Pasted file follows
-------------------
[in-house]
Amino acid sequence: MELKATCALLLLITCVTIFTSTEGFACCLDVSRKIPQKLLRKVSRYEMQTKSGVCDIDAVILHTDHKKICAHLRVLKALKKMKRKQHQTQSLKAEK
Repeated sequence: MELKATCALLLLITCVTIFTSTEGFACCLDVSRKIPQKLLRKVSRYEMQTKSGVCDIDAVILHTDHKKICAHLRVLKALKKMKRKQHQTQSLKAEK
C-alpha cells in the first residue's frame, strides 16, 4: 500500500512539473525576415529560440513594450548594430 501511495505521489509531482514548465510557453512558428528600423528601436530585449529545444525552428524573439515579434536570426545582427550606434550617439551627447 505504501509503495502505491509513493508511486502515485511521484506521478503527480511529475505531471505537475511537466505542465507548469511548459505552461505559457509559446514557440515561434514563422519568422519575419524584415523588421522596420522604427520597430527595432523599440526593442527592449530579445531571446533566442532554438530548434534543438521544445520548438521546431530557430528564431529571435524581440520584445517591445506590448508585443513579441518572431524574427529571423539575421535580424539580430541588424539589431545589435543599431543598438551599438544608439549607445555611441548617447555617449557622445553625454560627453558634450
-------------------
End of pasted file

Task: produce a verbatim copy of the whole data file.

[in-house]
Amino acid sequence: MELKATCALLLLITCVTIFTSTEGFACCLDVSRKIPQKLLRKVSRYEMQTKSGVCDIDAVILHTDHKKICAHLRVLKALKKMKRKQHQTQSLKAEK
Repeated sequence: MELKATCALLLLITCVTIFTSTEGFACCLDVSRKIPQKLLRKVSRYEMQTKSGVCDIDAVILHTDHKKICAHLRVLKALKKMKRKQHQTQSLKAEK
C-alpha cells in the first residue's frame, strides 16, 4: 500500500512539473525576415529560440513594450548594430 501511495505521489509531482514548465510557453512558428528600423528601436530585449529545444525552428524573439515579434536570426545582427550606434550617439551627447 505504501509503495502505491509513493508511486502515485511521484506521478503527480511529475505531471505537475511537466505542465507548469511548459505552461505559457509559446514557440515561434514563422519568422519575419524584415523588421522596420522604427520597430527595432523599440526593442527592449530579445531571446533566442532554438530548434534543438521544445520548438521546431530557430528564431529571435524581440520584445517591445506590448508585443513579441518572431524574427529571423539575421535580424539580430541588424539589431545589435543599431543598438551599438544608439549607445555611441548617447555617449557622445553625454560627453558634450